As a very frail-sounding Johnny Cash sings “I’ll meet you further on, up the road” like he really means it, I’m tucking in to the other necessity of our Sunday morning spiritual, bacon and eggs. The door to the trailer is wide open even though there is a thick layer of frost covering the orchard outside and the coffee in my ‘Black Bear Diner’ mug is already close to freezing. Just then Lex stumbled through from the cabin in her dressing-gown after at least four calls of “breakfast’s ready” and asks exactly why the door has to be open when it is, quite obviously, fucking cold! “Look” I reply, taking another mouthful of heart attack, and nod out the door.

Right now the almond trees are just beginning to blossom, the red-tailed hawks and white-tailed kites are starting their pre-nesting courtship displays, and the sun is being unseasonally shiny. Yesterday we moved the trailer from where we had originally set up camp to a spot deeper into the orchard and away from the hustle and bustle of Hwy 16. So as we move around this morning our view is slightly different from yesterday’s as we now face north up the valley instead of west towards the blue ridge. Also, the stream of what I can only imagine as being Sunday morning church traffic is slighty quiter now, leaving us with only the sounds of the bees tending the newly blossomed almond trees and the distant screech of an occasional red-tail.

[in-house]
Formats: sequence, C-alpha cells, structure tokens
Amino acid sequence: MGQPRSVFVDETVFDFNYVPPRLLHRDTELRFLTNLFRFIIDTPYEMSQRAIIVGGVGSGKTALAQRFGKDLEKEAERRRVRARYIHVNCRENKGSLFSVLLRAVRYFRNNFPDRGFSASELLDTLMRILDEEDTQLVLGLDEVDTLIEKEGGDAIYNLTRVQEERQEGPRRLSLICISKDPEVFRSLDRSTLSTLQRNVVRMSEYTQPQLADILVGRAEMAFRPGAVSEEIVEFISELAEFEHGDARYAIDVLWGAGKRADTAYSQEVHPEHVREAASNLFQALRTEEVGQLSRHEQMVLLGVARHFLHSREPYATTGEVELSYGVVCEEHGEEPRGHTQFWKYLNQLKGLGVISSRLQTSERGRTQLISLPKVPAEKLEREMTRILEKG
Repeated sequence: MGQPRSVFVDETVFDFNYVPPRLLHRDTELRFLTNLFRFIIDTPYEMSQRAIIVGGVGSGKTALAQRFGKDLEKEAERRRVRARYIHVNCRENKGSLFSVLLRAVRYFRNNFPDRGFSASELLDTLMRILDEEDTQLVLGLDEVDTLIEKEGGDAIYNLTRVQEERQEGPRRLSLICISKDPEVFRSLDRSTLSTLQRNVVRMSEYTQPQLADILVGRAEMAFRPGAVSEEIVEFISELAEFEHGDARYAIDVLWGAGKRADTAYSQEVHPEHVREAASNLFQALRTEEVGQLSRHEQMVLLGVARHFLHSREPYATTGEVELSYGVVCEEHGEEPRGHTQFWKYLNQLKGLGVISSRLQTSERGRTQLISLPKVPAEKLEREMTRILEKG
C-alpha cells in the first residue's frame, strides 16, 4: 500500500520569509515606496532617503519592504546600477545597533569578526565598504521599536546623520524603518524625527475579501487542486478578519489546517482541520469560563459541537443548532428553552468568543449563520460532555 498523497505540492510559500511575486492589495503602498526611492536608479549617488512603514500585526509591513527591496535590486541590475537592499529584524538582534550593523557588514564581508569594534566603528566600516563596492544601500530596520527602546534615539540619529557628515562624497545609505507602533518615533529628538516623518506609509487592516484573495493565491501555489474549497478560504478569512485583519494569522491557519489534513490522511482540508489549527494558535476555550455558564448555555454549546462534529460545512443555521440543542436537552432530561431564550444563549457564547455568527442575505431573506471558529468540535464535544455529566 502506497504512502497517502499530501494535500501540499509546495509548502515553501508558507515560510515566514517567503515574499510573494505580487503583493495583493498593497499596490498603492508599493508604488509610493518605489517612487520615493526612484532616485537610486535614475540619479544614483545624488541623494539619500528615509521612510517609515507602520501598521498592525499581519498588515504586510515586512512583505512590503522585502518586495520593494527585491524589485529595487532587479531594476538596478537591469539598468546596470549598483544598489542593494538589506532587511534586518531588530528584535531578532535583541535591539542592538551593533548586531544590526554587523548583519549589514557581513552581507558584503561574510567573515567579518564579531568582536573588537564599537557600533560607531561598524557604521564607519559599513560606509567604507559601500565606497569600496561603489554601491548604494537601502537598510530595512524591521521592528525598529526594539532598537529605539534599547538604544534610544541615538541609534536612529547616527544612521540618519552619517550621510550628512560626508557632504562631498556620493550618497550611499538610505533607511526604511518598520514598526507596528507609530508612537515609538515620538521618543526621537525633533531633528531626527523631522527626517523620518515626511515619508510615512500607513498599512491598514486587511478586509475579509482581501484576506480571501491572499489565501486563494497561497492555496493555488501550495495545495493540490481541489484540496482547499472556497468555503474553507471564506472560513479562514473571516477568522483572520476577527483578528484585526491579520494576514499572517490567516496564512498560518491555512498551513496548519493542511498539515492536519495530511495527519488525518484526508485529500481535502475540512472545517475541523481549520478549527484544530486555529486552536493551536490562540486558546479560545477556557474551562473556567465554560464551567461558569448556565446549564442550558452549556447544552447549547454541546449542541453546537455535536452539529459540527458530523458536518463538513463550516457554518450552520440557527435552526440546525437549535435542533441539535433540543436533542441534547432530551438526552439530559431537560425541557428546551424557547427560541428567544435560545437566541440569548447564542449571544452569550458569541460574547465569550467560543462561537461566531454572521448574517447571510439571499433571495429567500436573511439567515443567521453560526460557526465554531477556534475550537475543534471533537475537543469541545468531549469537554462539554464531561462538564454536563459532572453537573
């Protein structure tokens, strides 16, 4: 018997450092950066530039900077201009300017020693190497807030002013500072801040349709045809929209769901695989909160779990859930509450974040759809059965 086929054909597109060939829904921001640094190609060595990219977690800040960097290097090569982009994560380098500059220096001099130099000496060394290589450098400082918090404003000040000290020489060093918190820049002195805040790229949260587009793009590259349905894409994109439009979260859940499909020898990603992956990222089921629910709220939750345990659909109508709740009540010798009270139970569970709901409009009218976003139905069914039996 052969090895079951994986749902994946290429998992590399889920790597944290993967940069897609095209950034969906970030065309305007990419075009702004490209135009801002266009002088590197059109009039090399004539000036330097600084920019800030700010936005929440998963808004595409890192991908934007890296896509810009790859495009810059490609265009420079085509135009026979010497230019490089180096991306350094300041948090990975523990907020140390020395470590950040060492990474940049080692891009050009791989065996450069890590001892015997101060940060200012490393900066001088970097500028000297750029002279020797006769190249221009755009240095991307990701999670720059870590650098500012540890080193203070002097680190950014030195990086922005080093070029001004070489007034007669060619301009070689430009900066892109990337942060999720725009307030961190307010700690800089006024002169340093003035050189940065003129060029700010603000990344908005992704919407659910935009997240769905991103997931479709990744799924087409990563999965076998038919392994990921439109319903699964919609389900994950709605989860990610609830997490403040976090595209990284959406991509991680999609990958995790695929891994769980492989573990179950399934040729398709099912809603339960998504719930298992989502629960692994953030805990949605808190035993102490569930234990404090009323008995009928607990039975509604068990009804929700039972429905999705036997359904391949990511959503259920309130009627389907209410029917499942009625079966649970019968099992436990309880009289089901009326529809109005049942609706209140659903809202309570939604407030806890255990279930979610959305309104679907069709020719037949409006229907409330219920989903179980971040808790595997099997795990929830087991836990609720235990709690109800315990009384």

Since moving out here, just over two weeks ago, I’ve had various conversations with people who can’t seem to understand why we would want to move out so far from town. Just yesterday we were at the recycling centre and I was chatting with an Irish guy (proper Irish, with the diddly-dee and all) about the rugby, and I mentioned that we lived in the Capay Valley. He looked as if I just told him we lived in Timbuktu. It’s only half an hour outside Woodland (about 5 more minutes commute than from Davis) but it is apparently a whole other world away from the tract housing estates and shopping centres of Woodland. I had a similar conversation with a lady at work last week. She sympathetically asked me why we had moved out here, as if I’d just given both legs away to science and not even been offered a bus ticket home.